UK employment at record high despite Brexit uncertainty: Govt data

Britain will be paying into the EU budget until 2020 as part of the deal Photograph:( Reuters )

AFP London, UK Apr 16, 2019, 03.56 PM (IST)

British employment has reached a record-high level, shaking off stubborn uncertainty surrounding the UK's departure from the European Union, official data showed on Tuesday.

"The level of employment in the UK increased by 179,000 to a record high of 32.72 million people in the three months to February 2019," the Office for National Statistics said in a statement.

That was the highest level since records began in 1971, according to the ONS.

The unemployment rate remained at 3.9 per cent, the lowest level since 1975.

"The UK job market remained encouragingly buoyant in February, with a combination of rising employment and falling unemployment pushing pay up at one of the fastest rates seen since the global financial crisis over 10 years ago," noted Christopher Williamson, a chief business economist at IHS Markit.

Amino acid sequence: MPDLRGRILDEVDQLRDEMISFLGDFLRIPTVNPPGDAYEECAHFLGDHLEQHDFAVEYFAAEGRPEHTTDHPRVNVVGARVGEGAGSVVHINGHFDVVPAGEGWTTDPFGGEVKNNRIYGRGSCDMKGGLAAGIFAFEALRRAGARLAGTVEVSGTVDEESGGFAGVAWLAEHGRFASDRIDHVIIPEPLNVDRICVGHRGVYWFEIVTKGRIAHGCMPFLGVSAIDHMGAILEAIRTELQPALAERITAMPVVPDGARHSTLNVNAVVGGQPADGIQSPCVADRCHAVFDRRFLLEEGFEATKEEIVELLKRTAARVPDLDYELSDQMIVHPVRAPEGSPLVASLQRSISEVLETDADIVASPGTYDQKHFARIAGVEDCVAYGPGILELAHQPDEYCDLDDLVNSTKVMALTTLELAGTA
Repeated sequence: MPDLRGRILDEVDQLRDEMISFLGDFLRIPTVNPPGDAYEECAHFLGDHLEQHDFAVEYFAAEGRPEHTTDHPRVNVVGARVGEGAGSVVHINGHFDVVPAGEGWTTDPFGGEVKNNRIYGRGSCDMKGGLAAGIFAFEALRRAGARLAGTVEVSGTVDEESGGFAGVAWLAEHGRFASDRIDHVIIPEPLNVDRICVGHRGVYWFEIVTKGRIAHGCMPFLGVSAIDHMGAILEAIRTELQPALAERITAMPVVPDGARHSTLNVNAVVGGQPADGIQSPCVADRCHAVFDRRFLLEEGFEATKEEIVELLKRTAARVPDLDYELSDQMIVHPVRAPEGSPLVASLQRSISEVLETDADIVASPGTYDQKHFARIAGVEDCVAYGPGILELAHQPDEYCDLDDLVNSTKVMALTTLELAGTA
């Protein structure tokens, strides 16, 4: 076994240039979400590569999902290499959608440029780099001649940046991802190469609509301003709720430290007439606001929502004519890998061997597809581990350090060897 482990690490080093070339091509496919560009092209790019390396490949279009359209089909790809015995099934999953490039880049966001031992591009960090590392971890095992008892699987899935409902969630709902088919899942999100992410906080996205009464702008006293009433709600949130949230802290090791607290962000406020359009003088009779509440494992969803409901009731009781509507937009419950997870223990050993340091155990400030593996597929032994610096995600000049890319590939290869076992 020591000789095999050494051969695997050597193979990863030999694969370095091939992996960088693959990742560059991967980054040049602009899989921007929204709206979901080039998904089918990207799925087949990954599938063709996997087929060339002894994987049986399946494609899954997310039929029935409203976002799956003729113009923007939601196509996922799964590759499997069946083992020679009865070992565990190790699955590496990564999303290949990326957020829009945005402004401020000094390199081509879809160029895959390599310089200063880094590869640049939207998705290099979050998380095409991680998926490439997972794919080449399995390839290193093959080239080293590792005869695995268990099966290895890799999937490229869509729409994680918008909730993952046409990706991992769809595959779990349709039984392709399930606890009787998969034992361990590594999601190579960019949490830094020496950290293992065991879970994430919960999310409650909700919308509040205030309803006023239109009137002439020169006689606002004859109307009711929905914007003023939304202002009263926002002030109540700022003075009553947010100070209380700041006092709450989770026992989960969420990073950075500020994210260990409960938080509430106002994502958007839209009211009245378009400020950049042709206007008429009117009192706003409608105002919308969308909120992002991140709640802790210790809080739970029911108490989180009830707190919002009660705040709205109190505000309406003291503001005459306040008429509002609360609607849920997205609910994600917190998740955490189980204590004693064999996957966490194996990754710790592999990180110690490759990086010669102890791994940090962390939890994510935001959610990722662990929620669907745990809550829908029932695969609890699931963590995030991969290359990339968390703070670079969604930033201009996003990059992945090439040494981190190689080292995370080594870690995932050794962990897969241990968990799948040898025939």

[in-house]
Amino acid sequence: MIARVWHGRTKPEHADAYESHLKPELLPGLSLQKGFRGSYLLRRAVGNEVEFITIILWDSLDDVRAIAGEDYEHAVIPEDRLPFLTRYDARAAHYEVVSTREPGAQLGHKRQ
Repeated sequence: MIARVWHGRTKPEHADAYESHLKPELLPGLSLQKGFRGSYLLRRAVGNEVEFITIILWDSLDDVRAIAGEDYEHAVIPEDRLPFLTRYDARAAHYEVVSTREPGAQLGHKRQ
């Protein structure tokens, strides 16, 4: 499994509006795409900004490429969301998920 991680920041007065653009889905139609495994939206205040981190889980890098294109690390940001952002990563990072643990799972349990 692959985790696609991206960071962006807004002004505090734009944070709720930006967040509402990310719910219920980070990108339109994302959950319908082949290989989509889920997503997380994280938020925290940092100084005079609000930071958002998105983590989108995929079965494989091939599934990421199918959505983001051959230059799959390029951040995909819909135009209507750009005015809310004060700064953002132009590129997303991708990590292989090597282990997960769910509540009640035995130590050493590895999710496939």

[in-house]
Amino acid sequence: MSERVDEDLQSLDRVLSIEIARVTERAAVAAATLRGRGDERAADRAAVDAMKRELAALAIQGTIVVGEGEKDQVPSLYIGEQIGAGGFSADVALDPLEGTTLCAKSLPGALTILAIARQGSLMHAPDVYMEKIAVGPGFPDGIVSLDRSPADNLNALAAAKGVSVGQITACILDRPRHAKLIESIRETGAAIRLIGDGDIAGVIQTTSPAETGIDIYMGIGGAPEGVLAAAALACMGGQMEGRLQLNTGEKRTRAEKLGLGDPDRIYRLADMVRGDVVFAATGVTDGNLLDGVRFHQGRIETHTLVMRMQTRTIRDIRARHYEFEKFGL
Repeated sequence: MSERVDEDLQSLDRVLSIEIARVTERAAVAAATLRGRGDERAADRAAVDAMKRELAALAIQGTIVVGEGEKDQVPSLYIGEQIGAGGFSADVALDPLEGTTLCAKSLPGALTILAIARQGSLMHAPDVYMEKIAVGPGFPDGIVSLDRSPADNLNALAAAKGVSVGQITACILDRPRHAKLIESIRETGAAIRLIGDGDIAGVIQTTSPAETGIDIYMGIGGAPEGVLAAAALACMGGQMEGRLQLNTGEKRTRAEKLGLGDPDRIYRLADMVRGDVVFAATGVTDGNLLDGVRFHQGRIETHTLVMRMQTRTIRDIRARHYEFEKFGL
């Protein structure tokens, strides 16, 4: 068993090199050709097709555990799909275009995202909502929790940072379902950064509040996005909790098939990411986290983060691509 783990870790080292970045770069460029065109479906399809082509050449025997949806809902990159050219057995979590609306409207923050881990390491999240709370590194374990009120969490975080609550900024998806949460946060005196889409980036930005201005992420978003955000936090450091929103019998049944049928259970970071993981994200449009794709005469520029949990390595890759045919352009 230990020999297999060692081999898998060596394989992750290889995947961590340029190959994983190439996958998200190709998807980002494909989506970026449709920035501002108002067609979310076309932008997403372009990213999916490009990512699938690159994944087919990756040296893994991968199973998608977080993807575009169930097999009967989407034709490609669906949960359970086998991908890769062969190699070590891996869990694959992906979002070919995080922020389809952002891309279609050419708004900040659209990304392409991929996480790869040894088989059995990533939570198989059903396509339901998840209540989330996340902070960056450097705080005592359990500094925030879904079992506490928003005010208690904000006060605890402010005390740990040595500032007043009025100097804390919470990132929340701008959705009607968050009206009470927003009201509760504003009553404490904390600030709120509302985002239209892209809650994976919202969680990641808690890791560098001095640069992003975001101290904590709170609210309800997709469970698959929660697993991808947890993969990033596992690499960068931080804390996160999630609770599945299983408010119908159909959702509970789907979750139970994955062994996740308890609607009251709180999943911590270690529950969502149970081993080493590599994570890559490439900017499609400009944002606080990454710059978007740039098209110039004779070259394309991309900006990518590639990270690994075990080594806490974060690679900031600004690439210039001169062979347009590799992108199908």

"However, forward-looking survey data suggest that demand for staff has cooled, which will likely feed through to weaker jobs growth and easing pay pressures in coming months." 

European leaders last week agreed with British Prime Minister Theresa May to delay Brexit until October 31 at the latest, saving the continent from a chaotic no-deal departure.

The delay avoids a possible economic calamity on both sides of the Channel but does little to resolve the political morass that has seen May's control over her MPs and cabinet gradually slip.

Following Tuesday's jobs data, analysts at Capital Economics said Brexit was "not applying the brakes to hiring" just yet in the UK.

"However, we suspect that this could mark the peak of employment growth as the Brexit uncertainty reached its crescendo... and the surveys turned down sharply in March," they added in a note to clients

Story highlights

'The level of employment in the UK increased by 179,000 to a record high of 32.72 million people in the three months to February 2019,' the Office for National Statistics said in a statement.